Friday, August 25, 2017

A Mod Podge of Memories

Recently, my wife, the Fabulous Miss Kitty, was talking about coating some ornaments in Mod Podge, anticipating hanging the items in the trees.  If you’ve never been in my backyard, I should explain that in addition to a lovely garden and a bitchin’ deck, the trees are filled with small shiny things of all types.  She has, over time, become a total Ann Arbor hippie chick, something I love to tease her about, though she accepts that description with pride.  I hadn’t heard the term ‘Mod Podge’ (a sealer for porous art projects) in many years.  It put me in the mind of another hippie chick from another time…

When I was in the fourth grade, I was blessed with a young, enthusiastic teacher named Miss Skeba.  She had auburn curls that didn’t quite reach her shoulders and a spray of freckles across her nose, making her look even more youthful when she turned her lively, patient eyes your way.  If you had a cool teenage sister in 1973, she would’ve been dressed like my teacher.

She wasn’t just someone I remember because she wasn’t an ancient crone, which would accurately describe my teachers up to that point (I believe my first grade assignments were scratched into a cave wall).  She saved me from a playground bully once.  Noticing that I had an interest in writing, she let me write the two-paragraph blurb our class submitted to the school newsletter.  When I wrote my first song, she let me make copies and teach the class the tune.  I still remember the exhilaration I felt when we had the sing-along (though that may have been the dizzying ‘ditto’ fluid going to my head).  Do not look for my musical tribute to Snoopy on my ‘Greatest Hits’ album.

Then came the day that she announced we were having a guest in our class.  She seemed really excited about it.  And then I found out why.

In the afternoon, she introduced us to a fellow named Mike, announcing “We’re going to get married!”  I remember him as kind of a beefy fellow who sat quietly on the back counter of the classroom, watching her do her job with a goofy grin on his face…you know, the kind of grin you have when you’re totally smitten.  I don’t know what Miss Skeba talked about that afternoon.  I couldn’t do anything but stare at this interloper, this punk, Mike.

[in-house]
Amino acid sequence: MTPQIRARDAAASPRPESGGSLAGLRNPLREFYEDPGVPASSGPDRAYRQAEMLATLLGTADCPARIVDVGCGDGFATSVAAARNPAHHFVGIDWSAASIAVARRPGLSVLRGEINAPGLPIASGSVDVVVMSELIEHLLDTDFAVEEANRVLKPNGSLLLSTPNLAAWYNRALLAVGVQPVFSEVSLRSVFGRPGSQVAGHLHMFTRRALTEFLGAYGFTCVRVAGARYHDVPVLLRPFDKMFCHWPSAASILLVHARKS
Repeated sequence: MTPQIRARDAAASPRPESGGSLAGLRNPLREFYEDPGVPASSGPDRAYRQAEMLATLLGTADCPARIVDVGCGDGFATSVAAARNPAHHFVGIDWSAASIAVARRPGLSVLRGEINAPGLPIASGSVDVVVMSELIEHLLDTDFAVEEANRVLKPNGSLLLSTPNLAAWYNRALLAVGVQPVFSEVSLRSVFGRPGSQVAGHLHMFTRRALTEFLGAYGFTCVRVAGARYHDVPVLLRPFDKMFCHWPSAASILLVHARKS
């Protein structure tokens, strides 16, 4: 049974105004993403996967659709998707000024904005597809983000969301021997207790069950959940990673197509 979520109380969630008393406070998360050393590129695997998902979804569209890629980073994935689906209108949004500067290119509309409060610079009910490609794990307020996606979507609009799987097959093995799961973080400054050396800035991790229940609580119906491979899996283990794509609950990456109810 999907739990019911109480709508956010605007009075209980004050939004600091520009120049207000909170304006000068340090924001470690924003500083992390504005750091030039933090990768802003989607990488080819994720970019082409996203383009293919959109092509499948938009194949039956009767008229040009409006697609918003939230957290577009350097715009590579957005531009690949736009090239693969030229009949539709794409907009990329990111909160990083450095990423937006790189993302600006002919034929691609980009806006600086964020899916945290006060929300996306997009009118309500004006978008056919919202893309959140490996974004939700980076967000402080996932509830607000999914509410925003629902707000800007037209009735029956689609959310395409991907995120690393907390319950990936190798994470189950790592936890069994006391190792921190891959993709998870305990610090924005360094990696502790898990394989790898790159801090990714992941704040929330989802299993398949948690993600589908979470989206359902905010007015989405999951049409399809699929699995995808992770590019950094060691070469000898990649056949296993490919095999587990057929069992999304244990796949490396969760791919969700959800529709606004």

Eventually he left, to my great relief.  Several of the girls in the classroom immediately rushed over to Miss Skeba to gush about how handsome he was and how excited they were for her to get married.  Then, my mouth opened, independent of my brain, blurting out, “Well, I don’t like him.”

I had no idea those words were coming out.  Just like I had no idea that, as a half-grown man of nine, I had designs on my teacher.  I didn’t want her to marry that man.  I wanted her to be Mrs. Miss Skeba Holland.

She turned to me and asked, “Why, Marc?”  It was years later when I puzzled out what her face was saying at that moment.  She was mostly amused and a little bit flattered.  I had no answer, grumbling and offering no coherent response to her question.

It’s been forty-four years now.  I think I’m over it.  I’m very grateful that time added some Mod Podge to those childhood memories, keeping them from degrading over time.  I have no reason to complain…I was lucky enough to marry my very own curly-headed hippie chick, right?  After all of these years, I hope Miss Skeba has had a nice marriage and a fulfilling life. 

And in case you were wondering, I also extend those well wishes to that worthless bastard Mike.

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